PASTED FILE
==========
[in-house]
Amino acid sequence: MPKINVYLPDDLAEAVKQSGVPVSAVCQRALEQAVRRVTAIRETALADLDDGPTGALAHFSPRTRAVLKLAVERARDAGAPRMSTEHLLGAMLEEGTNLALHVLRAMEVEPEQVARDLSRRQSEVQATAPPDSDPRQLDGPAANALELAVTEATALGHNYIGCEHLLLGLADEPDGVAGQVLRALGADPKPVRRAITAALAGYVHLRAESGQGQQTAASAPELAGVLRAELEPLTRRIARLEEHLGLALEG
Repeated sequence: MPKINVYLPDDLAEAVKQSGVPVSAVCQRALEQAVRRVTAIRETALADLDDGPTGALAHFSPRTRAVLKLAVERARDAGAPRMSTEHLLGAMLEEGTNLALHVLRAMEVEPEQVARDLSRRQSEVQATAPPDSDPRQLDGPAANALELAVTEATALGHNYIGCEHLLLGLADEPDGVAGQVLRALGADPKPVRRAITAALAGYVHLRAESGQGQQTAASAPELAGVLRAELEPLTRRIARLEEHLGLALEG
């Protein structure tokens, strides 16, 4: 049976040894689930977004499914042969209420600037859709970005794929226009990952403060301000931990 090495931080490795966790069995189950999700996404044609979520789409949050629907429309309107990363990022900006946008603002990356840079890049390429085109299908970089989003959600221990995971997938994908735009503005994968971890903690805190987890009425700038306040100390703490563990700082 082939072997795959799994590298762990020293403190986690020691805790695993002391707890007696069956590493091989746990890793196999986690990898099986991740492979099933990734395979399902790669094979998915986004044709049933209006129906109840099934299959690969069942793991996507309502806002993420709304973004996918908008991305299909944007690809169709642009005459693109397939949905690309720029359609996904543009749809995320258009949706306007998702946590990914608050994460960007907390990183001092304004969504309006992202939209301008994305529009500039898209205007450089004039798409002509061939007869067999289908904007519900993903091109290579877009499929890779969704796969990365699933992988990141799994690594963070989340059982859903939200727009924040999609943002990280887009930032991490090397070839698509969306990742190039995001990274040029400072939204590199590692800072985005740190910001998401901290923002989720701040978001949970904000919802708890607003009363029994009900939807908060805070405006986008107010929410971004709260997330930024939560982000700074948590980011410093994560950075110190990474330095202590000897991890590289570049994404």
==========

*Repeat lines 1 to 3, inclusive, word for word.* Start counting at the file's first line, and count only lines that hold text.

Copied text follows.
[in-house]
Amino acid sequence: MPKINVYLPDDLAEAVKQSGVPVSAVCQRALEQAVRRVTAIRETALADLDDGPTGALAHFSPRTRAVLKLAVERARDAGAPRMSTEHLLGAMLEEGTNLALHVLRAMEVEPEQVARDLSRRQSEVQATAPPDSDPRQLDGPAANALELAVTEATALGHNYIGCEHLLLGLADEPDGVAGQVLRALGADPKPVRRAITAALAGYVHLRAESGQGQQTAASAPELAGVLRAELEPLTRRIARLEEHLGLALEG
Repeated sequence: MPKINVYLPDDLAEAVKQSGVPVSAVCQRALEQAVRRVTAIRETALADLDDGPTGALAHFSPRTRAVLKLAVERARDAGAPRMSTEHLLGAMLEEGTNLALHVLRAMEVEPEQVARDLSRRQSEVQATAPPDSDPRQLDGPAANALELAVTEATALGHNYIGCEHLLLGLADEPDGVAGQVLRALGADPKPVRRAITAALAGYVHLRAESGQGQQTAASAPELAGVLRAELEPLTRRIARLEEHLGLALEG